Elevated anxiety and depressive-like behavior in a rat model of genetic generalized epilepsy suggesting common causation

Nigel C. Jones, Michael R. Salzberg, Gaurav Kumar, Abbie Couper, Margaret J. Morris, Terence J. O'Brien

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The explanation for the increased prevalence of neuropsychiatric disorders in epilepsy patients is uncertain, with both biological and psychosocial factors proposed. Increasing evidence supports the idea of shared neurobiological processes leading both to seizures and to behavioral, emotional and cognitive disturbance. This study addresses this using Genetic Absence Epilepsy Rats from Strasbourg (GAERS), a model of human generalized epilepsy. We subjected GAERS (n = 47) and Non-Epileptic Control rats (NEC; n = 73) to behavioral measures of depression and anxiety at 7 and 13 weeks of age, ages prior to and after seizure onset. We employed the Sucrose-Preference Test (SPT), the Elevated Plus Maze (EPM), and the Open Field Arena (OFA). GAERS exhibited significantly greater levels of both depression- and anxiety-like behaviors on all measures, including reduced consumption of sucrose solution in the SPT; lower percentage of time in the open arms of the EPM; and reduced exploratory activity and less time spent in the inner area of the OFA. These differences were evident at both 7 and 13 weeks of age, before and after the onset of epilepsy. Increased anxiety- and depressive-like behaviors are observed in GAERS. These behavioral differences exist before the onset of seizures indicating that they are not secondary consequences of seizures, and suggest shared factors in the biological diathesis underlying the two kinds of disorder. Studying affective disturbance in animal models of epilepsy may illuminate the pathogenesis of affective disorder more generally, as well as modeling psychiatric comorbidities common in epilepsy patients.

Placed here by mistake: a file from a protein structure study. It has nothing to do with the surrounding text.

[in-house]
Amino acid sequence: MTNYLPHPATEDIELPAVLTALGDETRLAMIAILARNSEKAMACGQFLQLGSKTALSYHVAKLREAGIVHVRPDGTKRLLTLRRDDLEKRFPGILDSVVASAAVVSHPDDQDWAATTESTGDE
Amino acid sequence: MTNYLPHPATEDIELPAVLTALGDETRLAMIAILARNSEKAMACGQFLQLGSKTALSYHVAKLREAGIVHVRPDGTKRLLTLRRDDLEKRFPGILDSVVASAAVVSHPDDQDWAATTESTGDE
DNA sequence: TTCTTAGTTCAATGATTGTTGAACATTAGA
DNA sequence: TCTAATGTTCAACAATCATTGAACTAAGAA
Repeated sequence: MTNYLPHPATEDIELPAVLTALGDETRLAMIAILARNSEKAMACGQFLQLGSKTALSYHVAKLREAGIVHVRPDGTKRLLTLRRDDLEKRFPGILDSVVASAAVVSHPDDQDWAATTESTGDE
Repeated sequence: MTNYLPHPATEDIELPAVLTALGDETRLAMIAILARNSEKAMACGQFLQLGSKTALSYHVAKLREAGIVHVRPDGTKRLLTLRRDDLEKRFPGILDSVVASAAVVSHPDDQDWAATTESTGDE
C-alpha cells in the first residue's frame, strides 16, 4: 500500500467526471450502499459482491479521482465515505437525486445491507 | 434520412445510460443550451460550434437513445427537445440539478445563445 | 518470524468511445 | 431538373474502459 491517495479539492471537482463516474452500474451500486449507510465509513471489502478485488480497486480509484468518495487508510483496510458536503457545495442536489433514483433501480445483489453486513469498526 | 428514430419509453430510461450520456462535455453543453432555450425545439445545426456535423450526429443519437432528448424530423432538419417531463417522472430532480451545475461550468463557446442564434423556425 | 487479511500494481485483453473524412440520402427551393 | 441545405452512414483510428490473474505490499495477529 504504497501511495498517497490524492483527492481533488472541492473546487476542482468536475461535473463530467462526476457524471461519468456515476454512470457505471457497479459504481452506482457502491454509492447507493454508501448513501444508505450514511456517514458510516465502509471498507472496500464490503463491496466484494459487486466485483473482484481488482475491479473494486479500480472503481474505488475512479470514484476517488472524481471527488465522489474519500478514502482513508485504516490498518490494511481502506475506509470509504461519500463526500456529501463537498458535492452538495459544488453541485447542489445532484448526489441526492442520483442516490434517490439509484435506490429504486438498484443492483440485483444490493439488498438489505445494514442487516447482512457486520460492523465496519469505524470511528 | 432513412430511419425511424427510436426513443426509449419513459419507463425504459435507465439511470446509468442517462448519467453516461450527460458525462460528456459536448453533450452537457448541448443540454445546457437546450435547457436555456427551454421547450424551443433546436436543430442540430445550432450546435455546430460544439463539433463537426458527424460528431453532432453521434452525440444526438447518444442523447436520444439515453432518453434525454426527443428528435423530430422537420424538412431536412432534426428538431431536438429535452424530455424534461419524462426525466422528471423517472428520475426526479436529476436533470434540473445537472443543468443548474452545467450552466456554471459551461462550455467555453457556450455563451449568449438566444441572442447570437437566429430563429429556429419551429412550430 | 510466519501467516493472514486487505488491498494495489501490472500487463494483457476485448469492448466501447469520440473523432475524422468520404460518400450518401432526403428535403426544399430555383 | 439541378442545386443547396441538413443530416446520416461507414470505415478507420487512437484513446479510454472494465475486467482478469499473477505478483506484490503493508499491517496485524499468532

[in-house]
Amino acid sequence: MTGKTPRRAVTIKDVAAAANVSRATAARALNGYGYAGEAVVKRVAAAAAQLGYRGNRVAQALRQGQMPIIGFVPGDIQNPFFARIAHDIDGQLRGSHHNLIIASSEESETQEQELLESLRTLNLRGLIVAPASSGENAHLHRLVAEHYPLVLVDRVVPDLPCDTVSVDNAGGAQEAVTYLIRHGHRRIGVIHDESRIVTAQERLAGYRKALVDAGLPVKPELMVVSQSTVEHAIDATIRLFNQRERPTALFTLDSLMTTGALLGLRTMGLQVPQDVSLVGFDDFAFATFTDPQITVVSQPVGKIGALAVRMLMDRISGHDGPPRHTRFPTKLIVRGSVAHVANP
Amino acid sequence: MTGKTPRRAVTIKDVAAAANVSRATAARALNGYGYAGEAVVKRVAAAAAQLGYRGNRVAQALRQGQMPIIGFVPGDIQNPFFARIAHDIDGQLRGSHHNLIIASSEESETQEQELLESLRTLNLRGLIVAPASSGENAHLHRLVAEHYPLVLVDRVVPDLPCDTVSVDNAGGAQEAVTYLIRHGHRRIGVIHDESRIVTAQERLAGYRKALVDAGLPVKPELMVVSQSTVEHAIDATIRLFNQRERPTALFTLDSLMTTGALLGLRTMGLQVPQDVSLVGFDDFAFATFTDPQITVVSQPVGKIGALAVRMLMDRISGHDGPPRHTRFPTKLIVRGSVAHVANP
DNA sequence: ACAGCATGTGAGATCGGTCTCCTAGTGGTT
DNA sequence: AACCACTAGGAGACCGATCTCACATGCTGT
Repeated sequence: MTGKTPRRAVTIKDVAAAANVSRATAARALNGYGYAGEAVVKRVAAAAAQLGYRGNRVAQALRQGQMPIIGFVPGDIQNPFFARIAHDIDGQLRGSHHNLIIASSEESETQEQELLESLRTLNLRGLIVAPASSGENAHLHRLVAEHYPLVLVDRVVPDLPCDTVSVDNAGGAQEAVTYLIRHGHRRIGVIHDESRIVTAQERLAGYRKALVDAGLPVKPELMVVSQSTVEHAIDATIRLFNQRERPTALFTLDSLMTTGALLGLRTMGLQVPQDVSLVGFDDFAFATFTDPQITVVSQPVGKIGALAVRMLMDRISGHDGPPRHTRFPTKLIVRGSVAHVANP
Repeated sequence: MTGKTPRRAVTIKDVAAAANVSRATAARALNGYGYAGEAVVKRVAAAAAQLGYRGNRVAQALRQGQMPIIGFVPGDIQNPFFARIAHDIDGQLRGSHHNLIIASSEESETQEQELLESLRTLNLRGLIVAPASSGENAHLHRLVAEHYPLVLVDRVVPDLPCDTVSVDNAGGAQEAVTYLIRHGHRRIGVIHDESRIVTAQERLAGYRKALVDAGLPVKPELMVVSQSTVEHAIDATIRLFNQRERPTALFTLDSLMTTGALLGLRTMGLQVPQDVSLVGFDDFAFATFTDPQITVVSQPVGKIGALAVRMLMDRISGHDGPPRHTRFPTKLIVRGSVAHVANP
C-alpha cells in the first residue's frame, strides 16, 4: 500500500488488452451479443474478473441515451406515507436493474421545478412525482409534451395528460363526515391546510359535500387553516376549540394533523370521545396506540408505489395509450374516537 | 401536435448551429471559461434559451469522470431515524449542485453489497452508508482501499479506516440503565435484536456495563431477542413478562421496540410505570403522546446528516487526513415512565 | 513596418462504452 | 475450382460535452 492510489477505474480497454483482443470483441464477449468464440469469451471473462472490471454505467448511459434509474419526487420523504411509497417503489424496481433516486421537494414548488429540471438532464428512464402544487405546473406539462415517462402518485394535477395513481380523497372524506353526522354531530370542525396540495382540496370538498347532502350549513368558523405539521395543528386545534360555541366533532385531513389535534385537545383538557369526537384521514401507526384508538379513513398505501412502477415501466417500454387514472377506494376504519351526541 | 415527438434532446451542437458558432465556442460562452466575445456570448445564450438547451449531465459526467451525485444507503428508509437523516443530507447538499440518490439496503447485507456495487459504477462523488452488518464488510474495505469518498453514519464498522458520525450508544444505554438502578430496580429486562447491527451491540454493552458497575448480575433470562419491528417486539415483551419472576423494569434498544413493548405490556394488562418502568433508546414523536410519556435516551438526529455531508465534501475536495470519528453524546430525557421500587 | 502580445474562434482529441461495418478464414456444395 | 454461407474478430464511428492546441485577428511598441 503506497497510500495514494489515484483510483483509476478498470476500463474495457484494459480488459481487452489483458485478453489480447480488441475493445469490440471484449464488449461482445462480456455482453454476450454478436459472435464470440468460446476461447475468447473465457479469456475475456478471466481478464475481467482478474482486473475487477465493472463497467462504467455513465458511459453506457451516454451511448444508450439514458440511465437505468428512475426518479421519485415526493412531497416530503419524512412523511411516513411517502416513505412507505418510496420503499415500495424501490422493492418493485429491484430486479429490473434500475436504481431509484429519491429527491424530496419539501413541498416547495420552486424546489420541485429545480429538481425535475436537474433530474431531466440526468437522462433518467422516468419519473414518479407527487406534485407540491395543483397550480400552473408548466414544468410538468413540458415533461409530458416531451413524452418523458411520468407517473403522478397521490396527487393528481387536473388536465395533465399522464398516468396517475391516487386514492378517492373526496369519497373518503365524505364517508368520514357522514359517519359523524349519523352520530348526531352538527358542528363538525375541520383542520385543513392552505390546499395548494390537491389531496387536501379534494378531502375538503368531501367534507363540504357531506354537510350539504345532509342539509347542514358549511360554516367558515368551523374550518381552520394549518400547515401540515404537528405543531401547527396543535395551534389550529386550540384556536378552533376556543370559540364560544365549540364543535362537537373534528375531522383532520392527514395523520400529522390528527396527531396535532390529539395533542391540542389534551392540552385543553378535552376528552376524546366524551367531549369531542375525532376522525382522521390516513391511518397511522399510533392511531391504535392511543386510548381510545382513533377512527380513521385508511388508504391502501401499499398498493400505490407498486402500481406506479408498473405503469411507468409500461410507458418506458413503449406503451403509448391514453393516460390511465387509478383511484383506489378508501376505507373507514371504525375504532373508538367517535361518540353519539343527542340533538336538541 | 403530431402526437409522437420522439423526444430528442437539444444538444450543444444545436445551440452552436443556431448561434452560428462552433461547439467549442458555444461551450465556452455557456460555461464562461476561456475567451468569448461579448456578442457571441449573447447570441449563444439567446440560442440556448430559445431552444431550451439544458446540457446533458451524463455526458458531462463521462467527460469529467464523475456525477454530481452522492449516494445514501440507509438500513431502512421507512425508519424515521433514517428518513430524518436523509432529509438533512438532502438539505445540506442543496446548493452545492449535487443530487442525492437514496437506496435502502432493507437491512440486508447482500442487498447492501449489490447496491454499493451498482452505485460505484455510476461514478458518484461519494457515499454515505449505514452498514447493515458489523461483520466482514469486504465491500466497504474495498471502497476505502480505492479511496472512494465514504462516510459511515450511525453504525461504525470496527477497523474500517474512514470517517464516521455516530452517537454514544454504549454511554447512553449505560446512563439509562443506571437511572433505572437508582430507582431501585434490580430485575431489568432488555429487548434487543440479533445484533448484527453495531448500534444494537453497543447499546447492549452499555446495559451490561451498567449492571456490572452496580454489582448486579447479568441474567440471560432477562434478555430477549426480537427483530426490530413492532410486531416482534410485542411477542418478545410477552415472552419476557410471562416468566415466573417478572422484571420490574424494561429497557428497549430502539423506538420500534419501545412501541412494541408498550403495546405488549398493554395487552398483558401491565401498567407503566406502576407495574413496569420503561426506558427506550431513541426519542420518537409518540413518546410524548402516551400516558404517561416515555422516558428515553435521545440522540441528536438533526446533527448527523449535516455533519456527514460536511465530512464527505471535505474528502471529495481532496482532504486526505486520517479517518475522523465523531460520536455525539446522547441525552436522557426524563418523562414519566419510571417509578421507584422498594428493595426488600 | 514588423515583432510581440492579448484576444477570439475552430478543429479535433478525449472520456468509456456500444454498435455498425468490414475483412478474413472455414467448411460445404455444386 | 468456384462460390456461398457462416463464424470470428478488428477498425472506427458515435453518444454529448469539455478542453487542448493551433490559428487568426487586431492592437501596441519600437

Original languageEnglish
Pages (from-to)254-260
Number of pages7
JournalExperimental Neurology
Issue number1
Publication statusPublished - Jan 2008


  • Absence epilepsy
  • Animal behavior
  • Anxiety
  • Depression

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